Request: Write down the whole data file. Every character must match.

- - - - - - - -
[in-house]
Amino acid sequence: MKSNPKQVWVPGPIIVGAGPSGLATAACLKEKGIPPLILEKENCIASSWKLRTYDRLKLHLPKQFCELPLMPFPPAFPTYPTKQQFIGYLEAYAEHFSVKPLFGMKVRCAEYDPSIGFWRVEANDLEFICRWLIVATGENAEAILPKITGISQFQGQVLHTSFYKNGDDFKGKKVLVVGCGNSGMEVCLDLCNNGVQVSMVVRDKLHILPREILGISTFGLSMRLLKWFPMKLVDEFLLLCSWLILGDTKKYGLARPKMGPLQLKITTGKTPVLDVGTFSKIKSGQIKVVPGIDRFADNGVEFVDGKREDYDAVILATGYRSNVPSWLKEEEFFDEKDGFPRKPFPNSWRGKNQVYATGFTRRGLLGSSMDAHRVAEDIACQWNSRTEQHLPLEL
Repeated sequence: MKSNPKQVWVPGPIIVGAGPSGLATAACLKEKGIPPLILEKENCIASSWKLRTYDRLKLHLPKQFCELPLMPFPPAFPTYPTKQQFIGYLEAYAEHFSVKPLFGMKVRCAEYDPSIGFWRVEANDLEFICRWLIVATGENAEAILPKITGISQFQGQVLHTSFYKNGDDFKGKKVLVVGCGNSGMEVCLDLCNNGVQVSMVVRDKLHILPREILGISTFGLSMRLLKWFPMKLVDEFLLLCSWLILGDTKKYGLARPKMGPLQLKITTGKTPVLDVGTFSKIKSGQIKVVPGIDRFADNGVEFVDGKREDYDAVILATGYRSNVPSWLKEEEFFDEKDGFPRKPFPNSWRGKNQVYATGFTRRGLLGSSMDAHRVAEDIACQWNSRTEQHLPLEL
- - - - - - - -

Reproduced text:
[in-house]
Amino acid sequence: MKSNPKQVWVPGPIIVGAGPSGLATAACLKEKGIPPLILEKENCIASSWKLRTYDRLKLHLPKQFCELPLMPFPPAFPTYPTKQQFIGYLEAYAEHFSVKPLFGMKVRCAEYDPSIGFWRVEANDLEFICRWLIVATGENAEAILPKITGISQFQGQVLHTSFYKNGDDFKGKKVLVVGCGNSGMEVCLDLCNNGVQVSMVVRDKLHILPREILGISTFGLSMRLLKWFPMKLVDEFLLLCSWLILGDTKKYGLARPKMGPLQLKITTGKTPVLDVGTFSKIKSGQIKVVPGIDRFADNGVEFVDGKREDYDAVILATGYRSNVPSWLKEEEFFDEKDGFPRKPFPNSWRGKNQVYATGFTRRGLLGSSMDAHRVAEDIACQWNSRTEQHLPLEL
Repeated sequence: MKSNPKQVWVPGPIIVGAGPSGLATAACLKEKGIPPLILEKENCIASSWKLRTYDRLKLHLPKQFCELPLMPFPPAFPTYPTKQQFIGYLEAYAEHFSVKPLFGMKVRCAEYDPSIGFWRVEANDLEFICRWLIVATGENAEAILPKITGISQFQGQVLHTSFYKNGDDFKGKKVLVVGCGNSGMEVCLDLCNNGVQVSMVVRDKLHILPREILGISTFGLSMRLLKWFPMKLVDEFLLLCSWLILGDTKKYGLARPKMGPLQLKITTGKTPVLDVGTFSKIKSGQIKVVPGIDRFADNGVEFVDGKREDYDAVILATGYRSNVPSWLKEEEFFDEKDGFPRKPFPNSWRGKNQVYATGFTRRGLLGSSMDAHRVAEDIACQWNSRTEQHLPLEL